Empowering Advocacy in Your Foster Home

We are born advocates. From the first time we cry, we are advocating for ourselves. From that point on we learn how to ask for help to have our needs met. Sometimes when children’s needs aren’t met, an emotional wall is built around asking for help or advocating for one’s needs. This primal instinct becomes complicated. As foster parents, how can we intentionally instill advocacy in our foster children? How can our homes be a safe place for self-expression?

I have seen this from two angles. As a teenager in foster care, I was shocked that my foster parents wanted to hear my opinion, and made changes to accommodate my needs or even my preferences. They asked me what I wanted to eat, what I wanted to be called, how I wanted my hair and clothes to look, if I was happy… I was used to the you get what you get and you don’t throw a fit mentality and reminded that children were to be seen and not heard when I got too outspoken. Even though I was treated with this respect by my foster parents, it was still hard (honestly, is still hard) for me to ask for help unless I had exhausted every option of solving my problems independently. Why is this so hardwired in my brain?

When my husband and I were kinship parents to a family member in his teens, I realized that most of the conflict we experienced resulted from misguided efforts to express his needs. When he didn’t want to ask for help or felt his needs would be misunderstood, his first reaction was to fight. I recognized this deep, burning sense of frustration and longing for control of one’s life manifesting itself into anger. It was a feeling I knew well. But as his foster parent I didn’t have all the tools I needed to balance my empathy for his feelings and my duty to provide safety, structure, and boundaries.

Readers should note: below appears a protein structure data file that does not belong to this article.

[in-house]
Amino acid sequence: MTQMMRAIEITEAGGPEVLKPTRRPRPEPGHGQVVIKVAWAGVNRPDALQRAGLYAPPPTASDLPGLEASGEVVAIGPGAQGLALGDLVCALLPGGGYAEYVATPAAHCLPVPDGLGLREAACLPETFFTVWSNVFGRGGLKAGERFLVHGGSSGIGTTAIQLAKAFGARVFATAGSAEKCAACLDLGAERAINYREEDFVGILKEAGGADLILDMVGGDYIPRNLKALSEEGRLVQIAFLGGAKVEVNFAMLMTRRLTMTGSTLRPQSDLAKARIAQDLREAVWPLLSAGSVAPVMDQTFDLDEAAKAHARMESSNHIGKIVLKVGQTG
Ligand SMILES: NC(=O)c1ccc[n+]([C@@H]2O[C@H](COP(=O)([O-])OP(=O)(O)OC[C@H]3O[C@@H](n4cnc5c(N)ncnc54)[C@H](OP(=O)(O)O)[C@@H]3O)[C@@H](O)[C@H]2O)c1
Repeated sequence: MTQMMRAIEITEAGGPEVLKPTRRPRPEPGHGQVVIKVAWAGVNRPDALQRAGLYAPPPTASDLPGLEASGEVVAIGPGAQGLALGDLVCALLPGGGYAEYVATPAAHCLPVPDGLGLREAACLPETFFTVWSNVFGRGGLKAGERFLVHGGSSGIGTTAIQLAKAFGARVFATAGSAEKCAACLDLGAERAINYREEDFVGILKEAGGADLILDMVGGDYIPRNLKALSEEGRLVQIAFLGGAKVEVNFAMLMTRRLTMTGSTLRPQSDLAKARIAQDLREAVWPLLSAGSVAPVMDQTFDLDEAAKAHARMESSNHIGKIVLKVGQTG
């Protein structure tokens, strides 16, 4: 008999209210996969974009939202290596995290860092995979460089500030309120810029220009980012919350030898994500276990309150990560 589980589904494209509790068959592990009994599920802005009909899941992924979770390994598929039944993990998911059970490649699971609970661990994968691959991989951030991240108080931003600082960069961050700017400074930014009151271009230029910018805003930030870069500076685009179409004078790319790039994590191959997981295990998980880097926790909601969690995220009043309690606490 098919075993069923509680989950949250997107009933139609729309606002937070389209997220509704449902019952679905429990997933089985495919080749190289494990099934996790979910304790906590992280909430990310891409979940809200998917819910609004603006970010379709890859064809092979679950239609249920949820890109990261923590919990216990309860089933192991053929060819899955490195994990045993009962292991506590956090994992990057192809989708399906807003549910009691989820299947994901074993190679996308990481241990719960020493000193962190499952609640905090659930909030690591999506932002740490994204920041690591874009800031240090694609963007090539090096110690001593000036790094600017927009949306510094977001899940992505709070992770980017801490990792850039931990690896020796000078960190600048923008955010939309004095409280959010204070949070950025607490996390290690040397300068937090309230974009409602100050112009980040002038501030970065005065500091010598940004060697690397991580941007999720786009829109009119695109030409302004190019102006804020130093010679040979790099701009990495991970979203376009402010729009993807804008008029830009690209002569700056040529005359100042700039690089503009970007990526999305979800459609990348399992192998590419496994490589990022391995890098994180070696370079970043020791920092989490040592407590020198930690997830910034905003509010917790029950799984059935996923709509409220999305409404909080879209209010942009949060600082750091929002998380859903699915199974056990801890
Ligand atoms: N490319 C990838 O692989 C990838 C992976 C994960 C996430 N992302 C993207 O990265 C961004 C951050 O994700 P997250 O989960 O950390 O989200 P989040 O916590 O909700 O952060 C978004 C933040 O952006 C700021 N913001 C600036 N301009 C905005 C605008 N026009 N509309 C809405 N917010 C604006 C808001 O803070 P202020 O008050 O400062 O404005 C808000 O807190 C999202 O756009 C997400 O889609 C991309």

Here’s what I’ve learned from my foster parents and from my former foster son:

  1. Treat others how you would want to be treated. Listen first, try to understand, then respond.
  2. Empower. This can be as simple as allowing youth to pick out items for the grocery list, or suggest an improvement to the home or a change to the rules. The more often you empower the more open youth will feel to expressing their more significant wants and needs to you. 
  3. Try to remember how you felt at their age in a similar (although probably not the same) situation. Drawing a parallel can help you understand where they are coming from. We can all connect with the angst of wanting to be treated like an adult. 
  4. Think of specific ways you can let youth practice independence with a safety net. Can you let them be in charge of making the plan? Can you transition from leader to supporter?
  5. Release control (when you can). Letting a teen take control, in an appropriate situation, shows that you trust them and that you believe in them. 

Remember speaking up for yourself is a lifelong skill. You can build confidence and empower.

If you know a teen interested exploring advocacy, connect with Fostering Great Ideas’ Speak Up Program by emailing Tori.Shuler@fgi4kids.org   

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